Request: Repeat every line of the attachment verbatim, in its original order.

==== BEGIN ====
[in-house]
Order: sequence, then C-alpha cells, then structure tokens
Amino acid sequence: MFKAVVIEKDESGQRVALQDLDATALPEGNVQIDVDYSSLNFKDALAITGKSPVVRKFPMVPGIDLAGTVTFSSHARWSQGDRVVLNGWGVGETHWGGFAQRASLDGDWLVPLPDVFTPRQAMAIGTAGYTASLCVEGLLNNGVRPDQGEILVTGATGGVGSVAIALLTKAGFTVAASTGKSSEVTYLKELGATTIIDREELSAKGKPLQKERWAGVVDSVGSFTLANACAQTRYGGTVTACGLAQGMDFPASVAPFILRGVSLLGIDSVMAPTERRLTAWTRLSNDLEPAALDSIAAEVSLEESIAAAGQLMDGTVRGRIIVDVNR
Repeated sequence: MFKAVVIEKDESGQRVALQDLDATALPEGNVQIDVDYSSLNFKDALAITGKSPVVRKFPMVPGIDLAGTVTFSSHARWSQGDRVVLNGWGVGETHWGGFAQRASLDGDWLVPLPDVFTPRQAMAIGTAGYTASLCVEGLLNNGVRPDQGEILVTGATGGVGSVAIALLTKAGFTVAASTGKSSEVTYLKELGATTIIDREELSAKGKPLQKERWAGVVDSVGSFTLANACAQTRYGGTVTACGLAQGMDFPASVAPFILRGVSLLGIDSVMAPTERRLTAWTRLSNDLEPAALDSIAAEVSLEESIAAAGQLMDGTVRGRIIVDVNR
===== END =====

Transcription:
[in-house]
Order: sequence, then C-alpha cells, then structure tokens
Amino acid sequence: MFKAVVIEKDESGQRVALQDLDATALPEGNVQIDVDYSSLNFKDALAITGKSPVVRKFPMVPGIDLAGTVTFSSHARWSQGDRVVLNGWGVGETHWGGFAQRASLDGDWLVPLPDVFTPRQAMAIGTAGYTASLCVEGLLNNGVRPDQGEILVTGATGGVGSVAIALLTKAGFTVAASTGKSSEVTYLKELGATTIIDREELSAKGKPLQKERWAGVVDSVGSFTLANACAQTRYGGTVTACGLAQGMDFPASVAPFILRGVSLLGIDSVMAPTERRLTAWTRLSNDLEPAALDSIAAEVSLEESIAAAGQLMDGTVRGRIIVDVNR
Repeated sequence: MFKAVVIEKDESGQRVALQDLDATALPEGNVQIDVDYSSLNFKDALAITGKSPVVRKFPMVPGIDLAGTVTFSSHARWSQGDRVVLNGWGVGETHWGGFAQRASLDGDWLVPLPDVFTPRQAMAIGTAGYTASLCVEGLLNNGVRPDQGEILVTGATGGVGSVAIALLTKAGFTVAASTGKSSEVTYLKELGATTIIDREELSAKGKPLQKERWAGVVDSVGSFTLANACAQTRYGGTVTACGLAQGMDFPASVAPFILRGVSLLGIDSVMAPTERRLTAWTRLSNDLEPAALDSIAAEVSLEESIAAAGQLMDGTVRGRIIVDVNR